New Zealand reggae-soul outfit, The Black Seeds will be returning to Australia in April after spending the summer conquering the European festival circuit and earning the title of ‘best reggae band on the planet right now’.
The Black Seeds released their fifth studio album, ‘Dust And Dirt’, last year that saw the band enter a new creative phase by fusing elements of punk, rock and disco with their trademark bass-heavy reggae/ dub sound.
“People have really responded well to it, they see we're not strictly a reggae band,” says vocalist Daniel Weetman. “Since 'Into The Dojo' I think that’s been shining through: just a bit more of a darker feel on that album and a few more synth ideas and tones coming in there. So yeah, it has been well-received — really well-received in Europe actually.
“We get some really good write-ups in Europe, they give us a chance and have an open mind to checking out something new that they possibly know nothing about or just hear that it's a New Zealand band.”
The group’s first foray into the European market was with their third album, ‘Into The Dojo’, in 2006 and with the success of ‘Dust And Dirt’, particularly in France and Germany, both Rolling Stone and Clash Music UK have dubbed The Black Seeds the best reggae act in the world.
“For me, I feel like it’s from this opinion they have of us as one of the best, or the best, comes off ‘Dust And Dirt’ I think. It shows the variety that we’re not just strictly [reggae]. From ‘Into The Dojo’ to ‘Dust And Dirt’, we’ve tried to push the genre of reggae music and still be able to do a bit more of a traditional sound, but in our way we’ve tried to create our own sound as The Black Seeds and I think you can really hear that.”
For Daniel, it’s important the band doesn’t become stagnant.
“I really wanted to make a progression on reggae because so many reggae acts just play what they love, but it’s playing it very safe so how can you progress the reggae music? I haven’t really heard any band actually try to do that, but I think we really try to do that, that’s what we’ve been trying to do — the Europeans really get that.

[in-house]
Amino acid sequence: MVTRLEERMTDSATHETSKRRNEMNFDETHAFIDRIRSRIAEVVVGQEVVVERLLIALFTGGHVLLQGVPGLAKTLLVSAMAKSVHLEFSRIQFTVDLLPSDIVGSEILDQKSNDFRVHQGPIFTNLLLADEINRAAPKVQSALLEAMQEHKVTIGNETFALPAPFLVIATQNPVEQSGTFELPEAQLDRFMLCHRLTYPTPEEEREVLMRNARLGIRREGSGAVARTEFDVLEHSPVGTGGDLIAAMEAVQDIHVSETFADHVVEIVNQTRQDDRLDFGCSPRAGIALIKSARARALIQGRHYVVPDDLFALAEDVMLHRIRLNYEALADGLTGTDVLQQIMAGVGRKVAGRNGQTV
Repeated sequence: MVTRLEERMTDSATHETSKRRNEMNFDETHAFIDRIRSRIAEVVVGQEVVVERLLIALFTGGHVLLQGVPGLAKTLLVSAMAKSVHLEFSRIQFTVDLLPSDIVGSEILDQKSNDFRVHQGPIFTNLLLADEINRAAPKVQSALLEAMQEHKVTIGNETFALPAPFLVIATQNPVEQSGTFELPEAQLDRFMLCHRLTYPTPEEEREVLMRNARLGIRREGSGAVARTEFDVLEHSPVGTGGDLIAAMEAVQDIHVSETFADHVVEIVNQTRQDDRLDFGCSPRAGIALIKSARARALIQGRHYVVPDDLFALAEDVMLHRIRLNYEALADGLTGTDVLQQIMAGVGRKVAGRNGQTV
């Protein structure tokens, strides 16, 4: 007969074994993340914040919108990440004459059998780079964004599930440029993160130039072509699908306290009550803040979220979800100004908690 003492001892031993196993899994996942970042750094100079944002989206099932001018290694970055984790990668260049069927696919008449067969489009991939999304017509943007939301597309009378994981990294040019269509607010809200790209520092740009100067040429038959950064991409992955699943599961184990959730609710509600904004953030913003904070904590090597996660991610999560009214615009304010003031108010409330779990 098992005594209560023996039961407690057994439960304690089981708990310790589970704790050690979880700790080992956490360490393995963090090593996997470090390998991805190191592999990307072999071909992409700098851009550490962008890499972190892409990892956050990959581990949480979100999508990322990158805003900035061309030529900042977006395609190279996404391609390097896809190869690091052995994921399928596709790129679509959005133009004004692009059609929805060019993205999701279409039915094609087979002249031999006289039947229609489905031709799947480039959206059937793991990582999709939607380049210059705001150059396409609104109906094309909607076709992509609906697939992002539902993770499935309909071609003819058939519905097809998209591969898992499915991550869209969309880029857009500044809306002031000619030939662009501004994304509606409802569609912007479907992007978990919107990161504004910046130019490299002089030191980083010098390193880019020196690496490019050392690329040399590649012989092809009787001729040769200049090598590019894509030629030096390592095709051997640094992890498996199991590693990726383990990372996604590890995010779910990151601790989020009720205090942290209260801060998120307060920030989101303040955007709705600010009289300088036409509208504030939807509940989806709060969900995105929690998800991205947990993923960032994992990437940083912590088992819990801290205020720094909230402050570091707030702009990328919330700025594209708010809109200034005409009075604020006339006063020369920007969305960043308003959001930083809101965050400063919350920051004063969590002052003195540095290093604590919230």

“With each album you want to branch out [and] try different things,” Daniel adds, “and with this album more members were contributing to writing, and at the time of writing the album we had our own studio space: we could jam ideas a lot more and come and go as we wanted in the studio so that was really healthy for the band. We got to experiment a little bit more with a rock influence which is a big thing for me and tried to bring that slightly into the band.”
While Daniel is relatively modest about their European success and the acclaim they’ve received, he says it’s their live show that really makes the band as popular as they are.
“I think live we’ve always brought a great entertaining show … we don’t overplay and from day one we’ve always been there for the audience. They pay the money to come see us and you put in your two hours to perform and give it everything and we’ve always done that.”
The Black Seeds also make a point not to underestimate their fans.
“If you believe in what you’re writing then people will hear that, I think that sometimes some of the songs that weren’t quite at the standard, maybe your heart wasn’t fully in it, I reckon your fans just totally see through it, you know? I mean, I definitely see through it with bands that I like.”
After playing to crowds over 50,000 at some of Europe’s biggest festivals such as Rock En Seine and Lowlands, Daniel has observed a few cultural differences between how Australians and Europeans enjoy their live music experience.
“I think Australian crowds are possibly a bit more vocal and maybe in Europe they'll be into it but they might not be grooving out as much if they don't know it, but they’ll be listening to it. Especially in France, the early days of playing in France and wondering if they're actually into it because they'll just be standing there and they're just listening.”
While The Black Seeds now enjoy a cult status in France, it wasn’t always the way; they’ve had to work hard to make a name for themselves among the music-savvy French.
“They enjoy things differently and they're spoilt for choice so they're always waiting, like, ‘Wow, what do you have New Zealanders? Can you really entertain us?' and it used to be quite strange in the early days when they didn't know our music, but nowadays they're right into it, they're coming to our shows.
“You'd have a whole crowd of French people just standing there,” Daniel says, “maybe a few people nodding their heads and then afterwards they really show their appreciation: there'll be clapping but the clapping will go on for a few seconds and then just stop, dead silent.”
The Black Seeds play The Coolangatta Hotel Friday April 19. ‘Dust And Dirt’ is out now.